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The Treasury Committee has launched a sweeping inquiry into the “complex and burdensome” VAT regime.
The review will cover four aspects: The UK’s £12.6bn VAT tax gap, Brexit, the issues faced by businesses, and how the tax measures up against good tax policy.
As we've covered previously, the implications of Brexit on the VAT regime are particularly worrisome. If the UK leaves the EU’s VAT regime, thousands of small businesses face a sudden 20% upfront VAT bill on goods imported from the EU.
The Treasury Committee will consult on solutions to this problem. Commenting on the matter, Committee chair Nicky Morgan said “Brexit may provide both opportunities and challenges to the UK’s approach to VAT”.
She added, “The government may choose to stick to a broadly similar structure to what currently exists, change it, or abolish it completely.” But Morgan’s words elicited a bemused response from Neil Warren, a VAT lecturer and author.
“It sounds good, it’s good words,” Warren said. “But the VAT system will remain after we leave the EU. The government at the moment struggles to put through minor tax changes. It’s reviewing the VAT threshold at the moment, and that won’t have any effect.”
Instead, Warren mooted a return to postponed accounting as a solution. “VAT isn’t paid when the goods come in. Instead, a business declares it on their normal quarterly vat return and can then deduct VAT through the same return.”
Another chief concern for the Treasury Committee is the £12.6bn VAT tax gap.
“HMRC collected around £124bn in VAT last year – over a fifth of the UK’s total tax take – and failed to collect around £12.6bn in VAT,” Morgan said. “The reasons for why VAT is so vulnerable are somewhat opaque, so the Committee will examine how this might be addressed.”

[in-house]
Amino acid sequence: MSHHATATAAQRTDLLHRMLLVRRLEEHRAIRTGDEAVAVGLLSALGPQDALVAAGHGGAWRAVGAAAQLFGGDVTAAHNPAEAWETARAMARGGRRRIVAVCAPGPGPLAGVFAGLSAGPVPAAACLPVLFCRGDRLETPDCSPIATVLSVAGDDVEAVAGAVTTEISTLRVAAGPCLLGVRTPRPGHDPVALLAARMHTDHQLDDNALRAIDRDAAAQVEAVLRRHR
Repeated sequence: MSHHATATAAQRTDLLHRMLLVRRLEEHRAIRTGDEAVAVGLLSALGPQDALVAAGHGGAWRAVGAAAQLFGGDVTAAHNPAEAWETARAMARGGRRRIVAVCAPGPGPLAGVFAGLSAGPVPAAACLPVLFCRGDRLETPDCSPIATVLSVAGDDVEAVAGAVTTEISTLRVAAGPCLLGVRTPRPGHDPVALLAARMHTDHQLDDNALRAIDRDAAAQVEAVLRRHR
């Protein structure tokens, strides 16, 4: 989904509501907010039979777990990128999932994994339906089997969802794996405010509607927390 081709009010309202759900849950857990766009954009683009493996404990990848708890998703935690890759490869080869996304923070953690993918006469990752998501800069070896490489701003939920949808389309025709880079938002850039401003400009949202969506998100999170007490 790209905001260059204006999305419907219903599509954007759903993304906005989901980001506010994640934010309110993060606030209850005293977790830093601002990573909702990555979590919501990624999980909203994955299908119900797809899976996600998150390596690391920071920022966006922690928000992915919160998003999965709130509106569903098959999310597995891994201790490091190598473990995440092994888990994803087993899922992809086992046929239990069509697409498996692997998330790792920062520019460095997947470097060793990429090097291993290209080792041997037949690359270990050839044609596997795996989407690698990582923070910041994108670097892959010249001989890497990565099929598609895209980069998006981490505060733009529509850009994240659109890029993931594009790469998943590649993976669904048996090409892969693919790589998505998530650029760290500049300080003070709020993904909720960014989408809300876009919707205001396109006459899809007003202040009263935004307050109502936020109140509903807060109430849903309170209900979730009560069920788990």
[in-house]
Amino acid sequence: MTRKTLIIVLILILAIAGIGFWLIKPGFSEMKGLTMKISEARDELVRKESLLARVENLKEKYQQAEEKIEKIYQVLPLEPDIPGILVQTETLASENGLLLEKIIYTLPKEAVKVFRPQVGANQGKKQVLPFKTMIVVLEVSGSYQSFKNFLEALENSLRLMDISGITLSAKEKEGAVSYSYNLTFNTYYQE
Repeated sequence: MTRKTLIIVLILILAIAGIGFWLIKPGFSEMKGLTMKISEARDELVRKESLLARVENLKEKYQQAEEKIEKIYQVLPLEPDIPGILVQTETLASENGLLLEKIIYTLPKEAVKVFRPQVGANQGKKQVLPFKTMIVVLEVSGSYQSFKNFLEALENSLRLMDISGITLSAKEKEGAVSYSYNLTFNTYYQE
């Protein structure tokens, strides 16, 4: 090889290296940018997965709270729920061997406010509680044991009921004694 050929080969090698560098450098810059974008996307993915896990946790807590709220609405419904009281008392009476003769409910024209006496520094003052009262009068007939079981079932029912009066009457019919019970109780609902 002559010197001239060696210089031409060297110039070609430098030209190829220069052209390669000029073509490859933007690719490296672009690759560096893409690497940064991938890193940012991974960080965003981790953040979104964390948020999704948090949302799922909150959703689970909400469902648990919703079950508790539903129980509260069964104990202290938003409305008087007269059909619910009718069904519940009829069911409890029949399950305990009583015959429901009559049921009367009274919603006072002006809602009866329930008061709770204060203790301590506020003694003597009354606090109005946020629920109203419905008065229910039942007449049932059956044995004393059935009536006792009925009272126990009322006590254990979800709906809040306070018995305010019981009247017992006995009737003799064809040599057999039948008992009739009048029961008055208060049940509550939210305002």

Ecommerce platforms are a likely place to start. Many sellers based outside the EU aren’t applying VAT to sales on goods sold through marketplaces like eBay and Amazon. Non-UK business holding goods and selling them in the UK having a zero VAT registration threshold.
New proposed legislation states that if the online marketplace “knew or should have known” that a business should pay VAT, it can be held jointly and severally liable for the unpaid VAT. The platforms have 60 days to take action to correct the problem.
“It’s optimistic,” said Warren. “HMRC are asking the online marketplaces to do the detective work for them, which rarely works.
“Then there’s this phrase, ‘Knew or should’ve known’. History tends to suggest when this phrase becomes part of the equation, it doesn’t produce the best results.” For Warren, the tax gap is an issue of resources. He doubts whether HMRC has the required staff numbers to cut into the tax gap.
The inquiry will also delve into what aspects of VAT (either process or design) cause the biggest problems for businesses. In 2015/16, over £3.5bn was lost due to mistakes in VAT returns according to HMRC figures. The jury is out as to whether MTD for VAT will help ameliorate this issue.
The Treasury is now soliciting evidence and the deadline for written submissions is Thursday 31 May 2018. You can make a written submission here.